Does the Bible provide timeless prescriptions for our daily lives? Or does its inclusion of practices such as slavery preclude its ability to act as such a guide? Are Osama bin Laden’s grievances with the United States purely theological, or also social and political? Reza Aslan, author of “No god but God,” and Sam Harris, author of “Letter to a Christian Nation,” take up these questions in this debate at the Los Angeles Public Library. The event also includes discussion on contemporary trends in Islam– including whether or not Muslims are unique in their religious fervor– and debate over the concept of the Koran as a perfect and immutable document.
Does that sound like a perfect evening or what! Jonathan Kirsch, a bearded, soft-spoken, bear-like dude with a no-nonsense legal letter-pad, kept the men from making any sudden Tysonesque moves. Kirsch’s the author of A History Of The End Of The World. After a book like that, I guess he can handle anything.
The score? Well, Harris won. Reza circled round and round a profoundly oft-misunderstood point about profound transcendent experiences that had profoundly to do with context and interpretation sensitive to people’s transcendent experiences that profoundly need no validation external to the fact of it being a profound transcendent experience.
Okay. That’s unfair. Reza’s a smart guy. He’s articulate to a fault. He was at his best when he dealt in facts. When Harris claimed that the Israel-Palestine conflict was a religious one, it didn’t take Reza long to demonstrate Harris didn’t know what he was talking about. But for the most part, Reza tried to explain away the irrationality of religion via rational arguments. It’s the kind of contortion that’d get even B. K. S. Iyengar’s knickers in a twist.
As I see it, Reza’s main argument was that most rational questions about religion were misconstrued. He claimed that Religion wasn’t about facts, the domain of science, but about “a sacred history.” “Sacred history” is a lot like ordinary history except that true/false is replaced with significance/non-significance. For example, to ask whether Moses really parted the Red Sea or whether the god Ganpati really has an elephant’s head is to miss the point. The correct question was to ask what these stories mean for their believers, why they matter. To keep harping on truth, evidence and logic was to be unsophisticated. Profoundly unsophisticated.
I was reminded of a joke in The Recruit. Al Pacino’s explaining– hoarse voice, bloodhound visage and all– to his C.I.A. protege why he decided to betray another three letter agency, namely, the U.S.A:
There’s this parish priest, goes up to the pope, drops down on his knees, starts weeping, asking forgiveness. ‘Holy Father, Holy Father, what am I to do? What am I to do? I do not believe in God anymore. What am I to do?’ You know what the pope said? ‘Fake it.’
Perhaps Reza is in the position of that pope, asking the padre to defend something not because it was true but because it was important.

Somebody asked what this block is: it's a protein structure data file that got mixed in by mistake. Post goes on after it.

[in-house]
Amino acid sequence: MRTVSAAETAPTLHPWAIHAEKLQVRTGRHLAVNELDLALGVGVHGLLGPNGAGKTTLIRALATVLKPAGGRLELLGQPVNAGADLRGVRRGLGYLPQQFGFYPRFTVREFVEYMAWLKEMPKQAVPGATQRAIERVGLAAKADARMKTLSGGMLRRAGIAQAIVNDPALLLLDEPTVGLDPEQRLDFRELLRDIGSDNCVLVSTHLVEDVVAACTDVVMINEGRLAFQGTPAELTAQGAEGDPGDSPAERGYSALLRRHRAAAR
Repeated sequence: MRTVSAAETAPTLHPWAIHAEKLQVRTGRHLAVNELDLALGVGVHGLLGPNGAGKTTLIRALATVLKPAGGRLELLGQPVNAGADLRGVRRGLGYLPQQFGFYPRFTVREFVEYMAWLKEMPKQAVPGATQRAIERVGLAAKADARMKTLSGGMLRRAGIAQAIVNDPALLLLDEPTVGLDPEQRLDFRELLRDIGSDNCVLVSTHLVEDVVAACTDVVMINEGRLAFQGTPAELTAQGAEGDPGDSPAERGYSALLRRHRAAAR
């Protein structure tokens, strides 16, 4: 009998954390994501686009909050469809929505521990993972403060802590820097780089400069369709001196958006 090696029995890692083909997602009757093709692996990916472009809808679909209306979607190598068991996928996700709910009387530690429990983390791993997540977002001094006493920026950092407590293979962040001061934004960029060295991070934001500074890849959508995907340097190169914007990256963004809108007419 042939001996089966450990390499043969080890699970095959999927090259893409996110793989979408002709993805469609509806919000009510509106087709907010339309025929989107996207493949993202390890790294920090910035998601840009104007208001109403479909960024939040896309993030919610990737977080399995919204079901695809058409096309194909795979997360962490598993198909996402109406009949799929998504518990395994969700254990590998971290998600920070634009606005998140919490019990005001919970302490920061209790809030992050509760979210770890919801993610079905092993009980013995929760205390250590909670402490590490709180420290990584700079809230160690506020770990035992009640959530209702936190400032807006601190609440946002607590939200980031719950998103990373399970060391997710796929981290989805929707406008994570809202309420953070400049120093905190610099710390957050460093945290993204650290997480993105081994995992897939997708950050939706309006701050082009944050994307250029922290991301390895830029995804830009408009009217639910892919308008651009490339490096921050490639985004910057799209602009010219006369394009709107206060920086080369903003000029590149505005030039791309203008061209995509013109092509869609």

People like Reza know very well that the key claims of almost all religions are, at best, useful fictions. But by using multi-layered veils of interpretation, they can stop staring at the embarrassment of the Holy Fiction and focus instead on the prettiness of the veils, their origins, their colors, relationship to other veils and so on. Reza hinted that it was profoundly vulgar to want to see the Holy Fiction sans veil.
Harris was vulgar. He argued that if honesty was an important value, then religious claims had to be open to verification just like secular claims. Faith couldn’t be used as a magic dispensation for suspending logic, which after all, is the one faculty that distinguishes us from faithless beasts. Why should we tolerate a level of nonsense from religious people that we wouldn’t remotely permit in any other group, say, neurosurgeons? These are not new arguments, nor are believers ignorant of them. Almost 2000 years ago, St. Paul bemoaned the problem in 1 Corinthians 22–23:
For the Jews require a sign, and the Greeks seek after wisdom: but we preach Christ crucified, unto the Jews a stumbling block, and unto the Greeks foolishness
The striking thing about Harris though is that he’s very effective at making religious claims sound like the fantasy monologues children engage in at their make-believe tea-parties. “Now Pooh-bear, this is a very nice piece of cake, and I think you should share it with Christopher.”
Daniel Dennett has argued that the quest for an honest, secular approach to religion is a new one; if it succeeds, smart guys like Reza will stop rationalizing practices they wouldn’t practice or justifying beliefs they don’t believe. Anselm, the 11th century bishop of Canterbury, spent the last years of his life struggling to prove God’s existence. But as the philosopher Bencivenga points out in Logic And Other Nonsense, a fine and sympathetic book about that struggle, Reason is a subversive ally. The good father had no need for such a proof: what can Reason prove that Faith will reject and of what worth is a Faith that accepts what Reason rejects?
Featured image is from Vineeth Nair’s amazing artwork Kalari Payattu. You can buy his work here.